But what about 100% fruit juice? While those are a better choice than other fruit drinks, certain varieties may also pose health risks. Unsweetened cranberry juice, for example, still has over 30g of sugar. And while unsweetened apple juice has just 5g more sugar than an actual apple, it has less than 1g of fiber. Having said all that, keep in mind that many fruit juices provide antioxidants, vitamins, and minerals, which can make them an important part of a healthy diet when enjoyed in moderation.

Sports Drinks

After a high-intensity workout where you lost a ton of sweat, a sports drink could be a great way to restore your glucose, electrolyte, and fluid levels. And some sports drink brands even offer additional vitamins and minerals like B vitamins for an extra health boost.5

However, if you’re not working out or sweating profusely, a sports drink is no different from any other sugar-sweetened beverage. A 12-oz sports drink contains over 20g of sugar.5 While that’s less than a can of soda, that’s still a lot of sugar to be consuming in one sitting.

Yet many people overlook the high sugar content in favor of another ingredient: electrolytes. The beverage industry likes to advertise electrolytes as an essential part of your post-workout recovery. But unless you’re a professional athlete or out running marathons, chances are that you don’t need those electrolytes quite as badly as advertisers would have you believe.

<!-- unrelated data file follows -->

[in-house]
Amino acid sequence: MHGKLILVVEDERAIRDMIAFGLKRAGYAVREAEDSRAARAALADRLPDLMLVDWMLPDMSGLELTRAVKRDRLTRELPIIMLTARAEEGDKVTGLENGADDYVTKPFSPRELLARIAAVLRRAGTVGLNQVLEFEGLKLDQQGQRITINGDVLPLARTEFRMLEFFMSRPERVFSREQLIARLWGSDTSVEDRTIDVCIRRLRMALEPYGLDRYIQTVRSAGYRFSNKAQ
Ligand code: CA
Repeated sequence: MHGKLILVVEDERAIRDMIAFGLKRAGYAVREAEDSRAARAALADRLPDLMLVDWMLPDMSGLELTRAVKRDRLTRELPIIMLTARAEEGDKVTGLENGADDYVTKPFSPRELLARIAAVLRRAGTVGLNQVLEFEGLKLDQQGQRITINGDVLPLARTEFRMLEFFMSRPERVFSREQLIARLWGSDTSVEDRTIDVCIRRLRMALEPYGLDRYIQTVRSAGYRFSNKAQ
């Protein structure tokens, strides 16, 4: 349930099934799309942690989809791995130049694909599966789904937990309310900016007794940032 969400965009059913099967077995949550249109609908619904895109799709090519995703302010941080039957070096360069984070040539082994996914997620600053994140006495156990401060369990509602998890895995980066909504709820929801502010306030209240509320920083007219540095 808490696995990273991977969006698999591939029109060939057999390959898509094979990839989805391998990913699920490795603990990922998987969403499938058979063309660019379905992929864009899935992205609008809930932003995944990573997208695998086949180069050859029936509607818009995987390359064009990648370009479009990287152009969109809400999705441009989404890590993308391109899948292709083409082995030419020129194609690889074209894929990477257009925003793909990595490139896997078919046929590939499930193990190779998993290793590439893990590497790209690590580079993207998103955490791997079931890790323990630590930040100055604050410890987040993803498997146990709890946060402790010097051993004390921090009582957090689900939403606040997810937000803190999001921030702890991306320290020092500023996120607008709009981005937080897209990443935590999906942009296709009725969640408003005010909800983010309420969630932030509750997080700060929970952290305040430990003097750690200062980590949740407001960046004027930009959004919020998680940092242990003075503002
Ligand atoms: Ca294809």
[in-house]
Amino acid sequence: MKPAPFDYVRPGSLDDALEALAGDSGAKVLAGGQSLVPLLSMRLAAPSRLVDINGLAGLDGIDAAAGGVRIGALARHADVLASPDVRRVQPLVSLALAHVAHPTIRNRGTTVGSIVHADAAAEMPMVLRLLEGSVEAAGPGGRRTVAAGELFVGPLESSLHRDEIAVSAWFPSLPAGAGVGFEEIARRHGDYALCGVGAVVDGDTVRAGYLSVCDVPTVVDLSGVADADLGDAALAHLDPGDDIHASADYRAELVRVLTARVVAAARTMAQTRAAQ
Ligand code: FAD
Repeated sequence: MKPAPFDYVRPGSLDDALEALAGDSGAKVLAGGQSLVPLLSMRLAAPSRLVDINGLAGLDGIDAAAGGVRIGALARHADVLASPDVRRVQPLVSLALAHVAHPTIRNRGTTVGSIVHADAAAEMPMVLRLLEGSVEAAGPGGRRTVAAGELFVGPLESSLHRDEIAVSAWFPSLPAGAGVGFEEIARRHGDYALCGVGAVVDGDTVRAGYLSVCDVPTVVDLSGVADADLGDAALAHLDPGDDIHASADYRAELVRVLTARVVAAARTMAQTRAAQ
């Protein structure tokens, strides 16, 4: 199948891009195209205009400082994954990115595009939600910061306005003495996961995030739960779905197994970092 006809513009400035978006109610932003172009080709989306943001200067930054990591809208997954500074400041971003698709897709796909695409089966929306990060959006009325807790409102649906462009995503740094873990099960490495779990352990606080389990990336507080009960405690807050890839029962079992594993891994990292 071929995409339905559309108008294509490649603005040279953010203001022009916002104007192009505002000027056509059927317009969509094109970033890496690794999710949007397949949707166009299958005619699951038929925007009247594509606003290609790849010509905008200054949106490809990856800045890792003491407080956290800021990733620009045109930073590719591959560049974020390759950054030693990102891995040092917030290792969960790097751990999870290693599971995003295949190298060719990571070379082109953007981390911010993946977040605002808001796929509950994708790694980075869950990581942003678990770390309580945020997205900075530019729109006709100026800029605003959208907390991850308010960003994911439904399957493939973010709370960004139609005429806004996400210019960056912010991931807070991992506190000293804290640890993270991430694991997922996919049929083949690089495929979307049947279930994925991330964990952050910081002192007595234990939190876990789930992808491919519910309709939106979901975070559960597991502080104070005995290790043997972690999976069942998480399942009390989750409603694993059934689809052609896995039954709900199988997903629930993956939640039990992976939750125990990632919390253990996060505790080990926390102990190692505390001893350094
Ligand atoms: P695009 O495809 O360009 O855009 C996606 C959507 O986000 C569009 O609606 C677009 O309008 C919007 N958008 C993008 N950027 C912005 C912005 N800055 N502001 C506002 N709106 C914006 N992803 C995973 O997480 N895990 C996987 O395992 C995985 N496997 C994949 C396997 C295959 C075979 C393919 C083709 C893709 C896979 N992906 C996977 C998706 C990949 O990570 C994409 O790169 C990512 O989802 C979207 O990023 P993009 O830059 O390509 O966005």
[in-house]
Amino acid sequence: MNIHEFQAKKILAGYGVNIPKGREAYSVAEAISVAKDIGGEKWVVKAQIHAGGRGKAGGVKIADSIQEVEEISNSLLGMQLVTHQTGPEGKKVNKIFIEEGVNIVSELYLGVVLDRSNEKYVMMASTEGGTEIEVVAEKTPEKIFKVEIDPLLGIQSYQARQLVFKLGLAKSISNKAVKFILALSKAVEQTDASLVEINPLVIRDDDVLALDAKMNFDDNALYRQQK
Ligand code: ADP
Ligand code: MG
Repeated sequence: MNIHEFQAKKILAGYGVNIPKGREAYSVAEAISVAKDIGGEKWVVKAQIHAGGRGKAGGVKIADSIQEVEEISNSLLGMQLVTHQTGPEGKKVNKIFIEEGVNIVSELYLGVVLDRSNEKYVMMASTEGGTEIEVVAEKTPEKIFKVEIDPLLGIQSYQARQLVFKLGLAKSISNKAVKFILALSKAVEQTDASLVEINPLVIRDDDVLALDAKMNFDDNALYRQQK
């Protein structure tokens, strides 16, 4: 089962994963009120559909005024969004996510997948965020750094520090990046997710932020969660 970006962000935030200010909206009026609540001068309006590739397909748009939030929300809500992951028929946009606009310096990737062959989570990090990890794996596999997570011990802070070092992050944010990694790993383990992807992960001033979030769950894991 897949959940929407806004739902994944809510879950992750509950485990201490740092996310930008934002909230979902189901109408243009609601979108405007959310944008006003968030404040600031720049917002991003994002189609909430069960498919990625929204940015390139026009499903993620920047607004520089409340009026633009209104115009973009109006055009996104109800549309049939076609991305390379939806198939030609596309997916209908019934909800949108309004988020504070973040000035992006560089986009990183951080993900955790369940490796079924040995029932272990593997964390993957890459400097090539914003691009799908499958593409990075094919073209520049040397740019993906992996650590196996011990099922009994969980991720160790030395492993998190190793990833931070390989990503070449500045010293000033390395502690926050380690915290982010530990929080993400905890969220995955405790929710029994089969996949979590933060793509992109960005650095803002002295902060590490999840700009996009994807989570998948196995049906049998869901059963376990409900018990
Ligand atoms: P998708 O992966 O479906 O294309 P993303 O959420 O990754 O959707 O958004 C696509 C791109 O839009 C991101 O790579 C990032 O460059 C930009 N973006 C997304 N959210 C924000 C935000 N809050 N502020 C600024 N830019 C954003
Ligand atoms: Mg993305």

Electrolytes include potassium and sodium. They’re positively or negatively charged substances that help maintain a balance of fluid in and outside your cells.6 They’re definitely important! But most people don’t need the over 150mg of sodium that a sports drink offers. Not to mention all that extra sugar!

The average American is already getting enough sodium from their diet. As for potassium, most sports drinks contain less than 1% of your daily value.

Unless you’re a pro athlete, the best way to stay hydrated is to drink water, not sugary, sweet, high-sodium drinks. And if you’re worried about electrolytes, you’re much better off enjoying high-potassium fruits and vegetables than consuming a sports drink.

Energy Drinks

As the name implies, energy drinks give you a boost in energy. But that energy comes at a cost. Most energy drinks contain anywhere from 54 to 62g of sugar—more than double the sugar you’ll find in a can of traditional soda!7

In addition to sugar, the high levels of caffeine are also a major cause for concern. Energy drinks have anywhere from 70 to 500mg or more of caffeine.8 9 To give you perspective, a cup of coffee has 80 to 100mg, tea has 30-50mg, and our Vintage Cola has 50mg of green tea caffeine.10

According to the U.S. Food and Drug Administration (FDA), it’s safe for most adults to consume up to 400mg of caffeine per day4. But if you’re throwing back multiple energy drinks a day, or drinking an energy drink that contains nearly 500mg of caffeine, this will put you well above that threshold.8